Grand opening of restored synagogue in the Greek city of Trikala

Israeli Ambassador Noam Katz attends the rededication ceremony at the Kahal Kadosh Yavanim synagogue in Trikala, Greece, Oct. 16, 2022. Source: Twitter.

Members of Jewish Communities from all over the world attended the Grand Opening of the renovated Synagogue in Trikala, Greece this week.

The celebration began last Friday, when the doors were opened to the public for the first time, and included an event at the Titanic Museum, where there was a presentation and a photo exhibition about that restoration and guests enjoyed a concert.

Present at the Grand Opening were Greece’s Minister of the Interior Makis Voridis and Minister of Environment and Energy Kostas Skrekas, the Deputy Minister of Citizen Protection Lefteris Oikonomos, members of parliament, the regional governor of Thessaly, the mayor of Trikala, and representatives of nearby municipalities.

The ambassadors of Israel and Germany in Greece, Noam Katz, and Ernst Reichel, respectively, were also present.

The president of the Jewish Community of Trikala, Yaakov Venouziou, described how the renovation of the Kal Kantos Yavanim Synagogue came about, emphasizing that in 2017, after a proposal by the Jewish Community of Trikala, the Central Jewish Council under the chairmanship of David Saltiel decided to move forward on the renovation of the Synagogue.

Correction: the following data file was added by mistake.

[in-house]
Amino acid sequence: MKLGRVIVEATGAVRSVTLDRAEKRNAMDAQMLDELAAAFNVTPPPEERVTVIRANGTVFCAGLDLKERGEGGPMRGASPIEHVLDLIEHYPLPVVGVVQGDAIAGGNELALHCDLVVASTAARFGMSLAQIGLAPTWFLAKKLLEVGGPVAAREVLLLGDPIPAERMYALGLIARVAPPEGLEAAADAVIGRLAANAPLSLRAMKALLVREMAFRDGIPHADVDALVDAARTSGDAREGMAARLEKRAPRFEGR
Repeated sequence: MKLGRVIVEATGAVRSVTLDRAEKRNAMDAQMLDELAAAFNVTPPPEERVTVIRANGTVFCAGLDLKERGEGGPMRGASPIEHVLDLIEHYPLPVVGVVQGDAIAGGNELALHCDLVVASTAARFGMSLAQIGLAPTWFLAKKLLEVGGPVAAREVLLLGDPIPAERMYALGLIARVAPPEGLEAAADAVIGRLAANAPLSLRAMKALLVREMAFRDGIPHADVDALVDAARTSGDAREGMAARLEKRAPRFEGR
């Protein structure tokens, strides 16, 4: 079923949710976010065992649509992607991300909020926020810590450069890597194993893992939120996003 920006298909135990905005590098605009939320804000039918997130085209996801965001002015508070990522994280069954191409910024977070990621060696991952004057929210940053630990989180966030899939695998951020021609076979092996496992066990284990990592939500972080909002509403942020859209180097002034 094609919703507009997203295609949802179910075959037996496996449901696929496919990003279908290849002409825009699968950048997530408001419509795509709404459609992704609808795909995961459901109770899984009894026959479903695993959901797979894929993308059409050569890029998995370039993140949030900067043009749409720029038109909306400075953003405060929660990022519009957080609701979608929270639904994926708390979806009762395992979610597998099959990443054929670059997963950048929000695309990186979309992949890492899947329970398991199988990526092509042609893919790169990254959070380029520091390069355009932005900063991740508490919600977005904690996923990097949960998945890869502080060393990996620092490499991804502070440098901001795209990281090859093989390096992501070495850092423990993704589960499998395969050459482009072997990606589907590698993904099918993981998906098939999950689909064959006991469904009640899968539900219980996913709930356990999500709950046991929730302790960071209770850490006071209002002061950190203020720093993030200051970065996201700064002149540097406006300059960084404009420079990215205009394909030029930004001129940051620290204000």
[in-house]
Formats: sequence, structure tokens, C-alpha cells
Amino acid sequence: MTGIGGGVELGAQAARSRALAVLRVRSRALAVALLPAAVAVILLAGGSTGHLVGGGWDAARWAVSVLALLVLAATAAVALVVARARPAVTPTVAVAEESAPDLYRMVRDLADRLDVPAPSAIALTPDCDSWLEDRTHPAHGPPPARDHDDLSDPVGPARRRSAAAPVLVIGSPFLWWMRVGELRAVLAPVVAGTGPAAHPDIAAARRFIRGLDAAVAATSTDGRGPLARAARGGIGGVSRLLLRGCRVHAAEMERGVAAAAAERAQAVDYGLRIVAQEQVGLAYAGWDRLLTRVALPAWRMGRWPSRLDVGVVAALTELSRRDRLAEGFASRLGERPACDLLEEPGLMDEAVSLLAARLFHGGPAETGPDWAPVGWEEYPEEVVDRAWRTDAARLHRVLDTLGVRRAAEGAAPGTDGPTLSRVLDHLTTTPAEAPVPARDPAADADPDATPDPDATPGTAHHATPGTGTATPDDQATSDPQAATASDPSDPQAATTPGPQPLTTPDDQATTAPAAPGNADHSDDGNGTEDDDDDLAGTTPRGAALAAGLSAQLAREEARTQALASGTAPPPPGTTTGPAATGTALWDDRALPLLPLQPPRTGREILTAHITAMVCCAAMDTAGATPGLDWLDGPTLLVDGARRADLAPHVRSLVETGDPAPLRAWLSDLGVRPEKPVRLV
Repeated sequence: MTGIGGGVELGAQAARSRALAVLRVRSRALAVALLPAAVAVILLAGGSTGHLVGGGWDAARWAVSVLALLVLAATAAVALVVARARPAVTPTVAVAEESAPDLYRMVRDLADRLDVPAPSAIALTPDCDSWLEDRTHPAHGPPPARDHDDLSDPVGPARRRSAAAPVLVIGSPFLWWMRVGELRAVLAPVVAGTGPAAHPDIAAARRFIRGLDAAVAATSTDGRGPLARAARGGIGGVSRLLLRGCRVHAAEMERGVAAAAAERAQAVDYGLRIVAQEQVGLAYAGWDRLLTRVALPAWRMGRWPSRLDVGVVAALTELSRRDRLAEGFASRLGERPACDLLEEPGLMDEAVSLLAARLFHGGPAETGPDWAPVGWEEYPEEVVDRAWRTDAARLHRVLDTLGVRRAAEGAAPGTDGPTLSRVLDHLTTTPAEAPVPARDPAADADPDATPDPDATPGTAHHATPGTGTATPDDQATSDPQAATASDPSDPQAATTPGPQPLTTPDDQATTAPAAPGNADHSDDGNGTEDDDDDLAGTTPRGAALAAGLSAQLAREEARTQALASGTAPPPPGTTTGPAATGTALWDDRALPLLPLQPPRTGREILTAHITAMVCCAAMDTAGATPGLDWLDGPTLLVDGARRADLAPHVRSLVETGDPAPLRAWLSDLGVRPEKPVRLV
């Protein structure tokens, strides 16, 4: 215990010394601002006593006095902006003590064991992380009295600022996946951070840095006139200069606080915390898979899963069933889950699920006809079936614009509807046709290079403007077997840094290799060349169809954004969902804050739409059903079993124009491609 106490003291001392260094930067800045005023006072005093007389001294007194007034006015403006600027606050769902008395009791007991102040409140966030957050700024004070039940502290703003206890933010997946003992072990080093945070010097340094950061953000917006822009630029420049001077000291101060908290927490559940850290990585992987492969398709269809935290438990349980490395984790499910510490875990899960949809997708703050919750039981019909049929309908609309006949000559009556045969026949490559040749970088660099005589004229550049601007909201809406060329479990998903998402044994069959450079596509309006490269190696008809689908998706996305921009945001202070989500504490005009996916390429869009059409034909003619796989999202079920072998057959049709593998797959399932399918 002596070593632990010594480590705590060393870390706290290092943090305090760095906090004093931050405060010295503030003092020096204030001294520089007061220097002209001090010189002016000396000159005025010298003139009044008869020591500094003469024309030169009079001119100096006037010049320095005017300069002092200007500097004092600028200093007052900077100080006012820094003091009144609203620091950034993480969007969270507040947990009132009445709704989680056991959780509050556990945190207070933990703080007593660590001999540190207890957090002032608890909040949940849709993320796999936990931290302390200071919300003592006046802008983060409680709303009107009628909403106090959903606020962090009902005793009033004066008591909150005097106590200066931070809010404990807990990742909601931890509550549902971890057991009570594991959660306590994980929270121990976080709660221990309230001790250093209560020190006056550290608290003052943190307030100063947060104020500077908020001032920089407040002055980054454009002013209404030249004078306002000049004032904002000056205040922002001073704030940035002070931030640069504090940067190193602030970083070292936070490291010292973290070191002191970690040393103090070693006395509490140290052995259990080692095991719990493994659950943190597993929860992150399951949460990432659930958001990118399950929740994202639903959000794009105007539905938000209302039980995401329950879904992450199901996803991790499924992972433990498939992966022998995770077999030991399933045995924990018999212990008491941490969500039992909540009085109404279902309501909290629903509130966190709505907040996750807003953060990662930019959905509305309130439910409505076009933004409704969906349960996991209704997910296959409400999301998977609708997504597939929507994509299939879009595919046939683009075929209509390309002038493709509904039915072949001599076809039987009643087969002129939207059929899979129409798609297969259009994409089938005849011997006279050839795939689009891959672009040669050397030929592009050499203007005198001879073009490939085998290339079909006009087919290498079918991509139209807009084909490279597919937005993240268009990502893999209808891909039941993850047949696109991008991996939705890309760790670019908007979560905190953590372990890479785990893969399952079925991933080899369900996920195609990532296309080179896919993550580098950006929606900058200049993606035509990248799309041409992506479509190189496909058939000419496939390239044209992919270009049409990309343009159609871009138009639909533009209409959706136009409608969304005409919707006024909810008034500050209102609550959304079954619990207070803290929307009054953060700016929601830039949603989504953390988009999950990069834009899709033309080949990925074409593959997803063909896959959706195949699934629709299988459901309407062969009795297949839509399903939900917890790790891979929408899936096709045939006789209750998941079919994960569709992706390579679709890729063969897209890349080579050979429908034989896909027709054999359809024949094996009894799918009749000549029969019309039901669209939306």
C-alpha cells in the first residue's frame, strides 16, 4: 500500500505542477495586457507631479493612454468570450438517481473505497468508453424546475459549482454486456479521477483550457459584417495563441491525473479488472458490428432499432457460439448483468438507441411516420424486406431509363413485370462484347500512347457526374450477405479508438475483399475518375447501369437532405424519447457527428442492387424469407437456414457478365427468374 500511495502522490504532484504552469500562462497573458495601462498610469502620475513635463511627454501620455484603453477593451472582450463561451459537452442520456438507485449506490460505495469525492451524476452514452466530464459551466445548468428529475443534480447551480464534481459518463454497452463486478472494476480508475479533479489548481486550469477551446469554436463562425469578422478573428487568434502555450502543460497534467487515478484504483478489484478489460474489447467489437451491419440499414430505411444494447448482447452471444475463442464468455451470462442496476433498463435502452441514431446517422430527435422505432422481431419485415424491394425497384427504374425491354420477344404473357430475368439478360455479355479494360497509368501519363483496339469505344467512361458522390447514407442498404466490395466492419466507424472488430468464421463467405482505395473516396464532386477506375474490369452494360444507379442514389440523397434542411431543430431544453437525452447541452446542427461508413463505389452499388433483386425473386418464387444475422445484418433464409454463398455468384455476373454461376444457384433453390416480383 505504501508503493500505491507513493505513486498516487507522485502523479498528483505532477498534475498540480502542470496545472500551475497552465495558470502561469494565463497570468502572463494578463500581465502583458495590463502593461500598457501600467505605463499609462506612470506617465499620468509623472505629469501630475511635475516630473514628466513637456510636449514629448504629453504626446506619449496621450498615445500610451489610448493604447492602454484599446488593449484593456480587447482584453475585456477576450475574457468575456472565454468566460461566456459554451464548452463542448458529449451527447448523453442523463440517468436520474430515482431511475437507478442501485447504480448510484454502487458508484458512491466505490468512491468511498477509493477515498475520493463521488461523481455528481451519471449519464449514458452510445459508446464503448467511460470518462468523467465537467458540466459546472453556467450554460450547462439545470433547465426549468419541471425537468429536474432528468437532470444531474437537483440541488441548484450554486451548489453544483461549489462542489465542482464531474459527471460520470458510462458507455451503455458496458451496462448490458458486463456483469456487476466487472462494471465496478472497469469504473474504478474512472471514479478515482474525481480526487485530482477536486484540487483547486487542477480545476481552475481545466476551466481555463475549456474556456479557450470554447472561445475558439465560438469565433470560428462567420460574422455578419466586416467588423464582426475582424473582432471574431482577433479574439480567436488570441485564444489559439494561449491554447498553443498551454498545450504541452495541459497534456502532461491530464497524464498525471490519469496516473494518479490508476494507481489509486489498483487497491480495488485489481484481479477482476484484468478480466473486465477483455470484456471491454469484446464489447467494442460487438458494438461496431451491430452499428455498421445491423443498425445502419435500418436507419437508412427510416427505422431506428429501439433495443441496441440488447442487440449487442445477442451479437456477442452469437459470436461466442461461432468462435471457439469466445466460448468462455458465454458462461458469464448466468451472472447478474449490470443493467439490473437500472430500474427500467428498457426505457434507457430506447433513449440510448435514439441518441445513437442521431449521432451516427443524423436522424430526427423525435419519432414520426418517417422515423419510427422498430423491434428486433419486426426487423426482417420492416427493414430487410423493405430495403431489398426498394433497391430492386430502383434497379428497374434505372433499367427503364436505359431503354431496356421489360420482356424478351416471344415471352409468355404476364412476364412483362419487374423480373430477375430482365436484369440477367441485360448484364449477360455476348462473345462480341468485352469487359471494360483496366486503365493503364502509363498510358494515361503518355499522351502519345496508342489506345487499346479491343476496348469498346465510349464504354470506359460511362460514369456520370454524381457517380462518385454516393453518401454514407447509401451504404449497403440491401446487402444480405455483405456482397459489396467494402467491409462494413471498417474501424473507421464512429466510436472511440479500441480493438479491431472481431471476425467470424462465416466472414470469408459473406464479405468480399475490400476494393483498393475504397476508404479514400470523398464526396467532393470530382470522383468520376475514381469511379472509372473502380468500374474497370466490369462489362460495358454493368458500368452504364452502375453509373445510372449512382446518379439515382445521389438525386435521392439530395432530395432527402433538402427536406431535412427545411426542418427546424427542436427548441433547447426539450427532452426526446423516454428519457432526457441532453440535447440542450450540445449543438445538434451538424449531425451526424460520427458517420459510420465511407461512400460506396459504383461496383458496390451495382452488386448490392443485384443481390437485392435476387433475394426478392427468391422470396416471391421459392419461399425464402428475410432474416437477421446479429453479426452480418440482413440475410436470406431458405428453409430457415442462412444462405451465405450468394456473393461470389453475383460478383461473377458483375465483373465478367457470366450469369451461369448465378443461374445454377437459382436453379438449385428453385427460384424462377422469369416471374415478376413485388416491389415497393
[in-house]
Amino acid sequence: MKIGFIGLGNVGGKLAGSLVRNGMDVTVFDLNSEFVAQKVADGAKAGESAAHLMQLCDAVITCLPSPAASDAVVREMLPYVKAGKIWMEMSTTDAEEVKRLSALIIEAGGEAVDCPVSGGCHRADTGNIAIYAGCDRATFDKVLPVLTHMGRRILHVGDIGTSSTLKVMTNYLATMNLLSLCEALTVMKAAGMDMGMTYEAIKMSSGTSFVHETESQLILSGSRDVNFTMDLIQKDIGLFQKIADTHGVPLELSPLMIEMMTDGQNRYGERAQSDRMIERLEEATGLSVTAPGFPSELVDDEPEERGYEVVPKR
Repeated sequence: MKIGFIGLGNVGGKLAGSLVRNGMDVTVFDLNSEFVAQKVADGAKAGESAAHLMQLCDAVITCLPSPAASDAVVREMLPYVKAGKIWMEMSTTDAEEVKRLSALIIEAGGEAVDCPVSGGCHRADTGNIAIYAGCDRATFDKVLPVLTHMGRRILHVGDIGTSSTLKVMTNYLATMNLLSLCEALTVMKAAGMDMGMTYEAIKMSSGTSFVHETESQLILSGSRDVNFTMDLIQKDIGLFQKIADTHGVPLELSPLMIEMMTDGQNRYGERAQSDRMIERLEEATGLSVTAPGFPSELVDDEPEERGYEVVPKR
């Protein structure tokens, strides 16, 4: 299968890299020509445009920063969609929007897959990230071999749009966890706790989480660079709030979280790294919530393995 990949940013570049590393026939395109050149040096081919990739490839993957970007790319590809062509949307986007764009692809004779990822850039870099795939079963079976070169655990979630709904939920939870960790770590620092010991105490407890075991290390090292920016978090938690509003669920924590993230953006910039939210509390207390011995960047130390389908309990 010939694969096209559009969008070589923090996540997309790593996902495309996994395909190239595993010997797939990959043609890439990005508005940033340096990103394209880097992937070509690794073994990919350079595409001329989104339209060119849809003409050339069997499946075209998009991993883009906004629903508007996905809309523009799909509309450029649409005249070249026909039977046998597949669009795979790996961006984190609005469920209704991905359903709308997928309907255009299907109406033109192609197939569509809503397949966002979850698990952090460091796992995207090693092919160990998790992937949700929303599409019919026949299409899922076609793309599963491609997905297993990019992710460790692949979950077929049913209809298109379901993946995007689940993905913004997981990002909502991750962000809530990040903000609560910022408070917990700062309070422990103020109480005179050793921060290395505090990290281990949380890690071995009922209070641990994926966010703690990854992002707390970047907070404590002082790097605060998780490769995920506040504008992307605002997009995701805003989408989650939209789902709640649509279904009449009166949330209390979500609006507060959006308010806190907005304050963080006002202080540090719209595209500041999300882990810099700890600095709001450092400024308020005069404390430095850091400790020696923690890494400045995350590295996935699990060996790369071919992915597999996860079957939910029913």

In 2018, David Saltiel himself, when he was president of the Jewish Community of Thessaloniki, visited the city of Trikala, in order to oversee the renovation work. The project was successfully completed at the end of 2019 thanks to generous funding from the Federal Republic of Germany and the support of donors from Greece and abroad.

It was noted that the restored building is not just a place of prayer and gathering but is also a symbol of the harmonious and peaceful coexistence of Christians and Jews.

Guests were informed that the first recorded reference of Jews in the city of Trikala dates back to 1195 and was made by the famous Spanish traveler-rabbi Benjamin of Tudela, who encountered Romaniote Jews, the first to come and settle in Greece, arriving during Hellenistic and Roman times.

Trikala is located in northwestern Thessaly, in central Greece. Around 500 Jews lived there before World War II. Today, several dozen Jews call the city home, according to the Central Board of Jewish Communities in Greece.

An estimated 87 per cent of Greece’s Jews were killed during the Holocaust.